Social Media Savvy

On the 19th of March 2016, SU Pietermaritzburg hosted an event addressing the dangers of social media for children and presented tips for parents and caregivers on how to manage the online presence of teenagers and how to put systems in place to protect themselves from online predators. We had Ian Loots present solar power options to reduce electricity consumption and prepare for load shedding. Ian also presented a shopping saving option using one card at various shops.

The event was largely a success however many of those who responded did not pitch up at the event however those in attendance felt the evening was beneficial.

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Cyberbullying

  • Kids should never share Internet passwords with anyone other than parents
  • If a child keeps getting harassing emails, delete that email account and set up a new one. Remind your child to give the new email address only to family and a few trusted friends.
  • Tell your child not to respond to rude or harassing emails, messages and postings. If the cyberbullying continues, call the police. Keep a record of the emails as proof.

Online Reputations

  • Explain that even if your kids delete their posted photos, others may have already copied them into public forums and websites.
  • Tell your kids not to let anyone, even friends, take pictures or videos of them that could cause embarrassment online – such as if a relative or teacher saw them.
  • Talk to your kids about possible consequences, let them critically analyse future scenarios

Safety Tips

  1. Ask your children if they use a social networking site. Look at the site together or search for it yourself online. Social networking sites often have age limits. Some sites prohibit kids under 14 – but doesn’t verify kids’ ages, so anyone can use it. If you want to delete a site, work with your child to cancel the account, or contact the social networking site directly.
  2. Tell your kids not to post a full name, address, phone number, school name and other personal information that could help a stranger to find them. Remind them that photos – like your child in a team jersey, school logo – can give away clues to where they live. Ask them not to send photos to people they meet online.
  3. Tell them to “instant message” only with family or friends they already know off-line.
  4. When it comes to Internet safety, there’s no substitute for parental supervision. Put your computer in a common area of your home, not a child’s bedroom, so you can keep an eye on online activities. Go to websites that explain the short-hand kids use in instant messaging, like “POS” (“parent over shoulder”) or “LMIRL” (“let’s meet in real life”), so you know what’s going on.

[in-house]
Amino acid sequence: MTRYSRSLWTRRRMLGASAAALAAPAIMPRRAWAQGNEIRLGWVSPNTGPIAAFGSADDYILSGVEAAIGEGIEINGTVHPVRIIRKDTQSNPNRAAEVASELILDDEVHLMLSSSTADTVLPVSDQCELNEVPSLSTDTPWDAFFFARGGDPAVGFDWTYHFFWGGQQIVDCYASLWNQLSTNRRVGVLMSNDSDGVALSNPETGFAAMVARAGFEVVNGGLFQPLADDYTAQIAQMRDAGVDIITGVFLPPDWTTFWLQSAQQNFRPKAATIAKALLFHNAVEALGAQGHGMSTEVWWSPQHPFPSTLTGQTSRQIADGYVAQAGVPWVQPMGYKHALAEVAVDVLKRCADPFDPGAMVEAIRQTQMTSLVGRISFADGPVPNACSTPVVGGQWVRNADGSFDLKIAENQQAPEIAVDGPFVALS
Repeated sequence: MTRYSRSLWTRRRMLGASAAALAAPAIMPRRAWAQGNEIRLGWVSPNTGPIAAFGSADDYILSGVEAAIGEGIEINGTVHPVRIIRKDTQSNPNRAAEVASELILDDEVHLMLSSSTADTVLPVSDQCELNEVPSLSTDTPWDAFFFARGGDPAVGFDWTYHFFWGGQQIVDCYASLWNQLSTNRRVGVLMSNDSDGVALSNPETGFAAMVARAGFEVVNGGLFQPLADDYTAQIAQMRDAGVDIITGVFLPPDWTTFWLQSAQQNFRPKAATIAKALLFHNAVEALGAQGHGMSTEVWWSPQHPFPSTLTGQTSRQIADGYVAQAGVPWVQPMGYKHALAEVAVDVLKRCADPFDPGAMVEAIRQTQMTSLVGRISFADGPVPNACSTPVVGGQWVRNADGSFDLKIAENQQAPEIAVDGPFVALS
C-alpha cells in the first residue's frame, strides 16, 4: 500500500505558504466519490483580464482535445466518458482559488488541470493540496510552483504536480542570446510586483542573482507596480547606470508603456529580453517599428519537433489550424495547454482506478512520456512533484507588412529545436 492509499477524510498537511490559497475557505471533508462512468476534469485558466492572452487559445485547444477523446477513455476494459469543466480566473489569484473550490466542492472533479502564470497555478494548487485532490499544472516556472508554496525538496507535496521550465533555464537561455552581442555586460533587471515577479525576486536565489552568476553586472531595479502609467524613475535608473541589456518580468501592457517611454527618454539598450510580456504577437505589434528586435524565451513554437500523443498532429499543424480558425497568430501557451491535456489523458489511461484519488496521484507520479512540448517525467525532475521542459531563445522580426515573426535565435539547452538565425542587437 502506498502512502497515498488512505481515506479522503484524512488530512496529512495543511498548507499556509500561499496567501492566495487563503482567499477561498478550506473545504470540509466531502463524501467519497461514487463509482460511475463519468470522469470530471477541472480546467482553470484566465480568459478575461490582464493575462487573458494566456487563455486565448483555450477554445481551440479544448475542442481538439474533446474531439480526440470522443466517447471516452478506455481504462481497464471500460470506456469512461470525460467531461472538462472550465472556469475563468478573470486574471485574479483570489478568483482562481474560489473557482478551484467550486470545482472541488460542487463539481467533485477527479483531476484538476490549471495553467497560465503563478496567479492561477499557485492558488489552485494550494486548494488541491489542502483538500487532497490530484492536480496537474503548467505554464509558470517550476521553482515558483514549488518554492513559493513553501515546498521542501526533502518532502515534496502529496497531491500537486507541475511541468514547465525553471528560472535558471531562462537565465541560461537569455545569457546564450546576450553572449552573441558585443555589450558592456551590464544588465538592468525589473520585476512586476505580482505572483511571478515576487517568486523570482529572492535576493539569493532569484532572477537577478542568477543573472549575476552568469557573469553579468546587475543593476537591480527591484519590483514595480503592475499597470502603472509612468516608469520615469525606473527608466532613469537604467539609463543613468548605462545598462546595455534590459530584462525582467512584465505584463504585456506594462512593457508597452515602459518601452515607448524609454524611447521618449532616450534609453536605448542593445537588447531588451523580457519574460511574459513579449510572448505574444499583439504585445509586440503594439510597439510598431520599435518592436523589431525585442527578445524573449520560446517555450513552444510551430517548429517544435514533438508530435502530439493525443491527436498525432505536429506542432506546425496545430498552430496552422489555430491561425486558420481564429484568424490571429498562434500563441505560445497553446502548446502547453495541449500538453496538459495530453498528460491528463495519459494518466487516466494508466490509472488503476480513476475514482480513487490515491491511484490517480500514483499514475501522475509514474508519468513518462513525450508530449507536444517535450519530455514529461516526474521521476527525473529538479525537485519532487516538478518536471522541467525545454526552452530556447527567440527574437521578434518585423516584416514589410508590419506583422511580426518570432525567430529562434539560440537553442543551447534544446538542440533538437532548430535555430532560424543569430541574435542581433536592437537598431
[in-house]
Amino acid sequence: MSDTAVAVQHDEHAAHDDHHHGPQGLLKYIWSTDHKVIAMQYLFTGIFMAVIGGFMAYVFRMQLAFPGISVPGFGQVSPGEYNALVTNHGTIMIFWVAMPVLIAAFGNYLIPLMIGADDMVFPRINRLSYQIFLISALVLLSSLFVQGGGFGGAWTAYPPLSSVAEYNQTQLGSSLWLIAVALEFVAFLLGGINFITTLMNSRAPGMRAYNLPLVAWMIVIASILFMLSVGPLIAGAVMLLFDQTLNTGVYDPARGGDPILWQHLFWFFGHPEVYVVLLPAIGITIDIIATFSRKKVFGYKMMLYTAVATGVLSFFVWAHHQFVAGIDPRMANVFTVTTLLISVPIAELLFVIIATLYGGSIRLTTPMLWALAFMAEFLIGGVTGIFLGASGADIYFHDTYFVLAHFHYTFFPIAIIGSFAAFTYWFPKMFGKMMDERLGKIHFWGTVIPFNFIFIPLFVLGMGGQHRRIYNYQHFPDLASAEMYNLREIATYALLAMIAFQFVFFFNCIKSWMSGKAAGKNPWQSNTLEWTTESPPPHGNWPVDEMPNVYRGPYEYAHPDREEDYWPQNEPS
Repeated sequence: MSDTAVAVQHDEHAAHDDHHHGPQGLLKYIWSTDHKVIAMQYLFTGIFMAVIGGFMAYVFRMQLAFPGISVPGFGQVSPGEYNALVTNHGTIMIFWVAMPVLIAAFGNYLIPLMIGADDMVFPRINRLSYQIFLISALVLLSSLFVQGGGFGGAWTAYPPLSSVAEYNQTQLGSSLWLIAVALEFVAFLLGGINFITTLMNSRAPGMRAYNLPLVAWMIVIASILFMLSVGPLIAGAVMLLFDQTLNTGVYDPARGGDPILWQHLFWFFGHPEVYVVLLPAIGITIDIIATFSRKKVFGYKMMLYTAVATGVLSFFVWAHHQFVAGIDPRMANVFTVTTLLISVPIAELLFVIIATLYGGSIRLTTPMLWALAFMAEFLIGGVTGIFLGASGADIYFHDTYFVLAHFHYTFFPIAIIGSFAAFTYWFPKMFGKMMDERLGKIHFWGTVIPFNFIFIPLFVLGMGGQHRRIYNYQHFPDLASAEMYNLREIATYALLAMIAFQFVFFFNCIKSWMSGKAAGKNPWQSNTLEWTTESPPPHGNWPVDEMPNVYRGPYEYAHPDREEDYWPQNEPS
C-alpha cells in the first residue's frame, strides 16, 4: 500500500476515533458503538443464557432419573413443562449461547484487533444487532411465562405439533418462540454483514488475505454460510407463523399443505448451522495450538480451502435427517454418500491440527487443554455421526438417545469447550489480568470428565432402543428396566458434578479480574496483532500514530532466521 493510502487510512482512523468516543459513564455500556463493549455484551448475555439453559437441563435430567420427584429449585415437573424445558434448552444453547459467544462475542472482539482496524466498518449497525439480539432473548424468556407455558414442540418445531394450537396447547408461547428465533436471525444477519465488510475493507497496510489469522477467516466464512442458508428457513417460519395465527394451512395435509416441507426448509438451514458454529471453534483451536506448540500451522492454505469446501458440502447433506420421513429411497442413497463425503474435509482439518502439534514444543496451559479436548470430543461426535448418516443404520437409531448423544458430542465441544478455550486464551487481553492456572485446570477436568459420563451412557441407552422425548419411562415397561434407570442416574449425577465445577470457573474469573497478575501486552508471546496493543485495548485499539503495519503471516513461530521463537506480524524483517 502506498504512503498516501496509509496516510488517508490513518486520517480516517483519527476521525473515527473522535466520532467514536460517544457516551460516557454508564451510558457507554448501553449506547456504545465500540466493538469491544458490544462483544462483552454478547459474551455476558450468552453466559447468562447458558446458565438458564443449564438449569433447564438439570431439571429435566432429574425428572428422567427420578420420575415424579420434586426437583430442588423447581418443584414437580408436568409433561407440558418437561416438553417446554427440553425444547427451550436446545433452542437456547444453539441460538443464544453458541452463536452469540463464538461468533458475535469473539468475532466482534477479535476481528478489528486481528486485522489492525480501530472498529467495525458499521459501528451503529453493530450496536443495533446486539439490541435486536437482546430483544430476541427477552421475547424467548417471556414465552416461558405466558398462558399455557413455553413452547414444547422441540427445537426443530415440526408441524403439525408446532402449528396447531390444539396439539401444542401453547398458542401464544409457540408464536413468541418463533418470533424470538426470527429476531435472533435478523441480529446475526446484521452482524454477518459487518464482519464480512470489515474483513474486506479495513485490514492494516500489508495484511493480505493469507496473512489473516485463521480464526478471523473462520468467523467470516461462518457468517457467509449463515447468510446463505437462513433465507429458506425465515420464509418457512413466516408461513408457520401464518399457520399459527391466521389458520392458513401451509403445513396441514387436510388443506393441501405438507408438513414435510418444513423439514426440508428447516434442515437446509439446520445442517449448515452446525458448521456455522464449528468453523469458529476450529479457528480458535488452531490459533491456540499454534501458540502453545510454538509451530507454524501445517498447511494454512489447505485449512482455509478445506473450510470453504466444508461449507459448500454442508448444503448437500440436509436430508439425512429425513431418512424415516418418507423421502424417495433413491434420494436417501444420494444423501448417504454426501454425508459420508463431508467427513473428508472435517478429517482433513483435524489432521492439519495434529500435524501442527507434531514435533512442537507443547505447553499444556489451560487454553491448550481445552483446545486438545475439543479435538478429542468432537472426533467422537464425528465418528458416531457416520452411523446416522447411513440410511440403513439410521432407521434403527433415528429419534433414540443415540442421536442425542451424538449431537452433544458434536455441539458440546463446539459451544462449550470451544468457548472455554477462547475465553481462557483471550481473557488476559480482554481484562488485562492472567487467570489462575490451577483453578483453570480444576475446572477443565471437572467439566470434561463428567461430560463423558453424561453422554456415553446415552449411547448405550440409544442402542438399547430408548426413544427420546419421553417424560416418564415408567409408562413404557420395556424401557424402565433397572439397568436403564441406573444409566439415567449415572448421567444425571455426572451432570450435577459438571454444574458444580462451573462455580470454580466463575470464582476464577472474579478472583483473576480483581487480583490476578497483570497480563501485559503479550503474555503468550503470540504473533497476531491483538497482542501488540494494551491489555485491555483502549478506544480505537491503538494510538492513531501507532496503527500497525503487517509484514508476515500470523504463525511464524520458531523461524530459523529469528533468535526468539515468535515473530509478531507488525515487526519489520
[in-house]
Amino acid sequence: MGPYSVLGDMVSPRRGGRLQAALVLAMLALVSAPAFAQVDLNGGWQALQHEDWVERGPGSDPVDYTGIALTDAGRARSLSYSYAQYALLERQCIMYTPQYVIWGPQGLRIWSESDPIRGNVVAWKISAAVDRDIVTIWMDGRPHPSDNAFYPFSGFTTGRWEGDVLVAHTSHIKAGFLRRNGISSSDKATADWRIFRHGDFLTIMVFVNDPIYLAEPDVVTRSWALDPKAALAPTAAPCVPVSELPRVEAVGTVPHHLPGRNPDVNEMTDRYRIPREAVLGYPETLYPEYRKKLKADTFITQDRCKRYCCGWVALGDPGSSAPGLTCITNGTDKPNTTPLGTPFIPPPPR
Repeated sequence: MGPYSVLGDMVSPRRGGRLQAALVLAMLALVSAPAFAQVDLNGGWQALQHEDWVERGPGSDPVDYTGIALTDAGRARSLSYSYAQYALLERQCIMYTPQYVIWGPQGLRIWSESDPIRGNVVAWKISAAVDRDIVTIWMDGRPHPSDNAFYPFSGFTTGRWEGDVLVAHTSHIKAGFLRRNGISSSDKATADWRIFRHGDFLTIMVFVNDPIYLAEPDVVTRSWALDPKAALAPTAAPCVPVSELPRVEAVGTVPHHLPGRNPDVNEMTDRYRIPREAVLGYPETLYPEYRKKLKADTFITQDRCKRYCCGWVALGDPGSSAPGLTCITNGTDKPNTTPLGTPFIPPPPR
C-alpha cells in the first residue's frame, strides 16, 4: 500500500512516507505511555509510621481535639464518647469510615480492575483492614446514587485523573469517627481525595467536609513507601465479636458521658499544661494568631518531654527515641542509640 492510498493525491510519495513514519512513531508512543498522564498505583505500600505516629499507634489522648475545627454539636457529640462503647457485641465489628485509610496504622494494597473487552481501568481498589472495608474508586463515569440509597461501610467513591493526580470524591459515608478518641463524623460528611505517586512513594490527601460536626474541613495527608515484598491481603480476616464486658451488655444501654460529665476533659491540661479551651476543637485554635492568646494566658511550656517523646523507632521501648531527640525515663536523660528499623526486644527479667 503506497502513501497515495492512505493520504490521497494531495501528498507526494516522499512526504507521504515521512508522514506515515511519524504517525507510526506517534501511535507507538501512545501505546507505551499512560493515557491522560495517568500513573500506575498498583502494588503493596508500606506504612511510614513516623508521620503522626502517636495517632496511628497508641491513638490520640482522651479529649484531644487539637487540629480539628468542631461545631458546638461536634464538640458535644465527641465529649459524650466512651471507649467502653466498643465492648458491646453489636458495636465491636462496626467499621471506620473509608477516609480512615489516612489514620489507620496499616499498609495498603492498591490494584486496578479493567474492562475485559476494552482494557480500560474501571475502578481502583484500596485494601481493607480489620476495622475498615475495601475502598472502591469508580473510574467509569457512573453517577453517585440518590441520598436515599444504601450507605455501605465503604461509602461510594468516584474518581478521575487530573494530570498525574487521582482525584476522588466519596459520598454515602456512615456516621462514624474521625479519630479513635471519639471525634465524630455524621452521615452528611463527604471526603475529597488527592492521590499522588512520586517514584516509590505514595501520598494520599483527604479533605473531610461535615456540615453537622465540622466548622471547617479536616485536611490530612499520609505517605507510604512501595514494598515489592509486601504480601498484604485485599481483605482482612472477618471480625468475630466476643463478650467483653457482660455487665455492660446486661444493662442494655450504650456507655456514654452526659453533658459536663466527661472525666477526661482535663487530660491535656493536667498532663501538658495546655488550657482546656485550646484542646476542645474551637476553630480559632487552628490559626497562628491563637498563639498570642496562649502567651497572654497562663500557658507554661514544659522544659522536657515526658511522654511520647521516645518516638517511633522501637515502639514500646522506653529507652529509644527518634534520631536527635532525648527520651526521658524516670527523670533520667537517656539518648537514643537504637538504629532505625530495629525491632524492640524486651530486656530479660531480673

5. Ask your kids to report any online activity that you have not approved.
  6. Most parents are surprised to learn that their child has social media accounts on sites you probably didn’t even know about. Talk to your child and make sure you know every site they are using and how those sites are used.
  7. Keep computers in a “public” location, rather than in their bedroom. At your discretion, it may be a good idea to routinely check computer and phone history and require that you know the passwords to all of your teen’s accounts… but keep in mind that infringing on their right to privacy may only push them further away.
  8. Boundaries, rules, and guidelines can be applied to behaviours that are allowed on social media… as well as the amount of time allowed to spend on social media. Teenagers with smart phones tend to be more interested in the cyber world and oblivious to the real world around them, but as a parent you can set the rules to prevent this from happening.
  9. It’s likely that over time, your children will want to add additional “friends” to their social networking profile. Also, understand that it’s likely that your children will receive requests from people they don’t know to be added to their “friend” list. Set an expectation that no person can be added to the “friend” list without your permission. Help them understand that their worth comes from God (not their friends).
  10. Don’t allow kids to post any information that would make it easy for a stranger to find them like addresses, phone numbers, where they regularly hang out, where they work, and what time they get off work. (Checking in)
  11. From the beginning, set the expectation that your child is allowed only one account on a social networking website.
  12. Make it clear that you intend to be a “friend” and will regularly check your child’s profile.
  13. The possibility exists that your child will receive uninvited, inappropriate, or threatening messages from others. Set the expectation that you need to know if this occurs, so that you can deal with these messages. Tell your kids that if they should receive inappropriate photographs from others, you expect them to notify you.
  14. Your kids need to know what you expect when it comes to visiting social media sites, such as YouTube. Determine what types of video they can view and which ones they cannot. Understand that you probably won’t be able to tell what videos they’ve watched, Make sure they know that should they come across video of a pornographic nature, that you’re willing to talk it over with them. Family approved apps!
  15. Kids need consistent discipline from their parents in order to both survive and thrive. That means clearly defined limits, expectations, and consequences clearly articulated to the children by the parents in ways that all involved parties understand. If your kids violate your boundaries, it’s key to follow through consistently with the agreed upon consequences.

Garland Sam
Scripture Union Pietermartizburg Regional Director

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